By Rob Beswick, resident journalist
Never mix your riding with drink or drugs.
Drinking and riding – and the day after
Christmas is a time to celebrate, to meet up with friends and let your hair down – and often means enjoying a drink or two. Why not; you deserve it…
But while you may be tempted to have a drink, don’t think that you can party and use your scooter, moped or motorbike to get you home afterwards. Even one drink will massively impair your balance, dexterity and fine motor skills – the very skills you need to ride and control your bike safely.
Think about the effect alcohol has on you when you’re in the pub or at home, and then think about feeling like that while riding. Alcohol makes our physical responses sluggish and clumsy – not a great recipe for handling a bike, is it?
It also deadens the reflexes on which riders rely to avoid dangers on the road, as well as making us more reckless and likely to take risks.
Just one drink will damage your ability to control your bike and will put you – and others – in harm’s way. It’s not worth it, so don’t risk it. You’re risking serious injury or death for you and other road users.
And if you do drink and are caught riding while over the allowed alcohol limit (80 milligrams of alcohol per 100 millilitres of blood), you’ll lose your licence for at least a year, and pay a heavy fine too.
Remember, you’ll also have to retake all those riding tests and exams again to get your licence back. It’s expensive and time-consuming. Do you want to go through all that again?
If you’re going out on your bike, don’t risk it. Better to stick to non-alcoholic drinks until the time comes when you can party without having to ride home afterwards.
Better still, leave the bike at home and use public transport.
A word of warning, though, if you do go out and have a heavy night on the tiles, watch out for the morning after. Every Christmas the police catch thousands of riders and drivers on their way into work in the morning after drinking the night before, and who are over the alcohol limit.
Alcohol stays in your system for a long time after you’ve drunk it and you could still be feeling the effects of last night well into the afternoon the next day. Each pint of strong beer or cider can take as long as three hours per pint to leave your system after you’ve finished drinking, while a double shot of vodka or gin will take two hours to leave.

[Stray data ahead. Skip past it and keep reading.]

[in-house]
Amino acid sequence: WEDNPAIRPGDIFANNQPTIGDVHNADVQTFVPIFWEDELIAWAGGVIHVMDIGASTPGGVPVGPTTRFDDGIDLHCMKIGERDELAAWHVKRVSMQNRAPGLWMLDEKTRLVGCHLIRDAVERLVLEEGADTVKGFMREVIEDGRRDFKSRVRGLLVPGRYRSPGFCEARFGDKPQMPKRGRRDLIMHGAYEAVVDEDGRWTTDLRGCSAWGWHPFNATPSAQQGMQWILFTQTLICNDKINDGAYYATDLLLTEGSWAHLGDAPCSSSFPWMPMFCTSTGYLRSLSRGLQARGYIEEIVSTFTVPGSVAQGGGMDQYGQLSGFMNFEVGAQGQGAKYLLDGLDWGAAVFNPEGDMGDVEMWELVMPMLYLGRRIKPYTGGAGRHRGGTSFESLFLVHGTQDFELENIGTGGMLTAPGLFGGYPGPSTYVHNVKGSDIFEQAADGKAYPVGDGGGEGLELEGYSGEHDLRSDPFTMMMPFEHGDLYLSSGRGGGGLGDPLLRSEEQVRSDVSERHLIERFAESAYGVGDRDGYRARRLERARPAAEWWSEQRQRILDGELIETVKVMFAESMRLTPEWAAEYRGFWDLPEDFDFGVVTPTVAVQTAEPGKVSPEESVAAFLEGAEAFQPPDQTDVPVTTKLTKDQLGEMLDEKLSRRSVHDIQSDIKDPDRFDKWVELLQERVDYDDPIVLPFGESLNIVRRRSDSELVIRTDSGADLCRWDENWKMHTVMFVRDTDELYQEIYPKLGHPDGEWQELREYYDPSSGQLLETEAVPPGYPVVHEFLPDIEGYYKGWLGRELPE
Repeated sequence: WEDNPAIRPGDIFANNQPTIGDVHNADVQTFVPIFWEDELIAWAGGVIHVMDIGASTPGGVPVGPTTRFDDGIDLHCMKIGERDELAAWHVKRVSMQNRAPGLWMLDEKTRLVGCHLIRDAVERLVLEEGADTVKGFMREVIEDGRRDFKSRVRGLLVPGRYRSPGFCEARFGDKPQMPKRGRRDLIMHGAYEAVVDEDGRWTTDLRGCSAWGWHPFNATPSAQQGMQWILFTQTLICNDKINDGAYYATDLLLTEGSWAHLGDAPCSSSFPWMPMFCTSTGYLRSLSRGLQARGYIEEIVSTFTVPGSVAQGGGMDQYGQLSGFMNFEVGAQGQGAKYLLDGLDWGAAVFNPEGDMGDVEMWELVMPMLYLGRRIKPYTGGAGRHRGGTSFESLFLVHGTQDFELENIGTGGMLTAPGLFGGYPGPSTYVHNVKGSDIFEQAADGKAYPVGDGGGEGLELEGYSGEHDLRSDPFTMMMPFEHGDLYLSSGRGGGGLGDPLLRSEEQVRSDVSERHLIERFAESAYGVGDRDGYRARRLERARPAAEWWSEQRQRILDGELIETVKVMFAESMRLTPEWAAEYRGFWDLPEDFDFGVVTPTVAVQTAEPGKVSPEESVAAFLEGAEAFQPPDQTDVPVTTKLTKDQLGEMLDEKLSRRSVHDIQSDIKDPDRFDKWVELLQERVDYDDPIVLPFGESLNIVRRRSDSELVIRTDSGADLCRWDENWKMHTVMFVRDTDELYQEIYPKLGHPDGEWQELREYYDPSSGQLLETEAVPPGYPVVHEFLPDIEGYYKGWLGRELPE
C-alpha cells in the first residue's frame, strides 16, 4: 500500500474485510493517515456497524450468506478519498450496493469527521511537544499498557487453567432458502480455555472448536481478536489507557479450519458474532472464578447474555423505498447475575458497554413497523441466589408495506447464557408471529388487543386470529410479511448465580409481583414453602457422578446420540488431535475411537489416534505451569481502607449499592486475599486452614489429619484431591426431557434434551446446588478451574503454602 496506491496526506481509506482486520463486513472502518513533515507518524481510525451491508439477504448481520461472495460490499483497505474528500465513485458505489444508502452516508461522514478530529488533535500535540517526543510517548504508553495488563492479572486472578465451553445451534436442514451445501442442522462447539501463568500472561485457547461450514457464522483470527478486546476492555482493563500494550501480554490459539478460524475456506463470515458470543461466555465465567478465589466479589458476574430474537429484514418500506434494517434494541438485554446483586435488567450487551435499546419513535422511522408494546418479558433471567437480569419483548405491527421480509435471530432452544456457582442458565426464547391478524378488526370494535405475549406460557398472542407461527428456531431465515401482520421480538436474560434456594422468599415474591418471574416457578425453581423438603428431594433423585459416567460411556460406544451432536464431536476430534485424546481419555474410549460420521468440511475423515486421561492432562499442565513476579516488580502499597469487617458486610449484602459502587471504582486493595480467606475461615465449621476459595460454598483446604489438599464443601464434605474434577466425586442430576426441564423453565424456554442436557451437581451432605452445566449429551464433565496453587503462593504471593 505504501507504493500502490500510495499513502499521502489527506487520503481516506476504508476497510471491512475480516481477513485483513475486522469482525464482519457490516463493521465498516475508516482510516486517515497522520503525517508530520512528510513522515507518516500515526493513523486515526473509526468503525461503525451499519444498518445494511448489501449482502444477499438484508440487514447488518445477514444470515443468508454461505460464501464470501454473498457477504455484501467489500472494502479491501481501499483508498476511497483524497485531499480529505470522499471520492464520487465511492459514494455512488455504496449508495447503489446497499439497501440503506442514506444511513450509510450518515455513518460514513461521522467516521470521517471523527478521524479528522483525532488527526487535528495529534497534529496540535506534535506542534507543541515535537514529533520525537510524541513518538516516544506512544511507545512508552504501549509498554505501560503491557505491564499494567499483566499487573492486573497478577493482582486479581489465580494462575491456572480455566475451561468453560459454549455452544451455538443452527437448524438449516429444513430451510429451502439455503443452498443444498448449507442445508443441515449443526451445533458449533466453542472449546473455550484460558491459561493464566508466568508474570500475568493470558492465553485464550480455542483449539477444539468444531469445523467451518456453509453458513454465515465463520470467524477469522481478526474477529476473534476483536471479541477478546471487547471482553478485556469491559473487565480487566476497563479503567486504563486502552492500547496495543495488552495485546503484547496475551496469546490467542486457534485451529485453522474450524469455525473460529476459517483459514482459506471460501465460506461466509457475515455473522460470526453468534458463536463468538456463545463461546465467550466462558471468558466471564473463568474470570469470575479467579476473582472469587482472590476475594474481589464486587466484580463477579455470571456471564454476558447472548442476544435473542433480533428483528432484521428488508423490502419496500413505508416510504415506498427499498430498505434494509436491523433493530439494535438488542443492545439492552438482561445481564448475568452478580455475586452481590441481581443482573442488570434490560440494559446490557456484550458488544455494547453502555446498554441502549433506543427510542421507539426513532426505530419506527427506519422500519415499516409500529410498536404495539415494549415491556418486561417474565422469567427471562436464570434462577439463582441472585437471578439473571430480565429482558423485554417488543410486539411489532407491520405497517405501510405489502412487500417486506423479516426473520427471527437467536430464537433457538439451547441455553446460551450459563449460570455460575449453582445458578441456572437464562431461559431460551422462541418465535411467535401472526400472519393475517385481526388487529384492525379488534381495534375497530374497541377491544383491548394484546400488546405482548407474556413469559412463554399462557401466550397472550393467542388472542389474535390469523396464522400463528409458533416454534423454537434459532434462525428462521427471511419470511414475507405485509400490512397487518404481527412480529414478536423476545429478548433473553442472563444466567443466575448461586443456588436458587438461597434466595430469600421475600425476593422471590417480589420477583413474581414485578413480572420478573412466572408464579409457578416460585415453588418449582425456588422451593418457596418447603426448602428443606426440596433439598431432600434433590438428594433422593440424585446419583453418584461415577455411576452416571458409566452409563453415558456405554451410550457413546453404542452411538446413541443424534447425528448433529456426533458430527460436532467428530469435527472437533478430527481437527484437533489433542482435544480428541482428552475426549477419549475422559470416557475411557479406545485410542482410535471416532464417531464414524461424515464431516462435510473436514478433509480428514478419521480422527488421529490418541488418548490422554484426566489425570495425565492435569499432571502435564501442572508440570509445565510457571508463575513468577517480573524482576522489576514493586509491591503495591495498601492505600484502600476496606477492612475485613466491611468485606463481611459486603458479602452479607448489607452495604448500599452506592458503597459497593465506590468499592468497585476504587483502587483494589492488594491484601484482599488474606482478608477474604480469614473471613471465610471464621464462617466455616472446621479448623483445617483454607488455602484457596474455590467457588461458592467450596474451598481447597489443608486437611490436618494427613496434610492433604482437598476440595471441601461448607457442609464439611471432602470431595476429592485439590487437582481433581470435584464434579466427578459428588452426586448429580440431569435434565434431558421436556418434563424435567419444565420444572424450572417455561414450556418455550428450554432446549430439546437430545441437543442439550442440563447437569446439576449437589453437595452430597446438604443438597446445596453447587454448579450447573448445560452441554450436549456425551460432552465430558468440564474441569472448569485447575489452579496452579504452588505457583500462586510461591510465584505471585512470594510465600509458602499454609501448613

In other words, if you have five pints of strong lager in the evening, you shouldn’t ride for at least 15 hours after your last drink.
That means if you stop drinking at 11pm, you probably aren’t safe to ride until after 2pm the next day.
If you were to hop on your bike at 7.30am for your ride into work you will be miles over the limit. You might feel fine but those skills you need to ride safely will still be heavily impaired, so don’t risk it. It’s the same punishment the morning after as it is on the night itself: an automatic ban, heavy fine – and retaking those riding tests!
Drugs and riding
Riding a motorcycle, moped or scooter while under the influence of any drugs is a dreadful idea. Riders are called upon to continually make detailed assessments of the road ahead, make split-second decisions that require precise rider control and supreme balance, and to have a great awareness of other road users around them if they are to get home safely.
That’s a list of requirements that is impossible to achieve if you have recreational drugs in your system.
The top two most used recreational drugs in the UK, cannabis and cocaine, both have appalling effects on riders, affecting your brain’s ability to process information and respond quickly to situations on the road, as well as your body’s ability to balance and control your bike. The effects are deadly when combined with riding a motorbike.
Cannabis’ effects on the body are well known. It slows down reaction times and alters our perception of time, space and speed. It also affects our concentration and co-ordination.
Cocaine is a powerful stimulant that reduces our ability to make good decisions, destroys the fine motor skills we need to control the bike, impairs balance and makes us feel reckless. It also impairs our judgement of distances and time. In other words, what looks like a safe spot to turn quickly becomes a crash waiting to happen.
Both drugs also make focusing difficult and slows down your reaction time, preventing you from reacting to potential hazards in a timely manner.
All in all, it’s a deadly cocktail of problems that can only spell trouble for anyone riding a motorbike or scooter.
Fancy riding your bike through busy streets with all those challenges?
Don’t ride your bike if you’ve taken drugs. Not only is it unsafe and puts you and others at risk, just as with alcohol, riders caught under the influence of drugs will receive the same penalties as for drink-riding: you will be banned for at least a year and fined heavily.
And don’t think you won’t get caught. Police now use roadside drug testing kits in the same way they use breathalysers, and will test any rider they believe to be under the influence of drugs.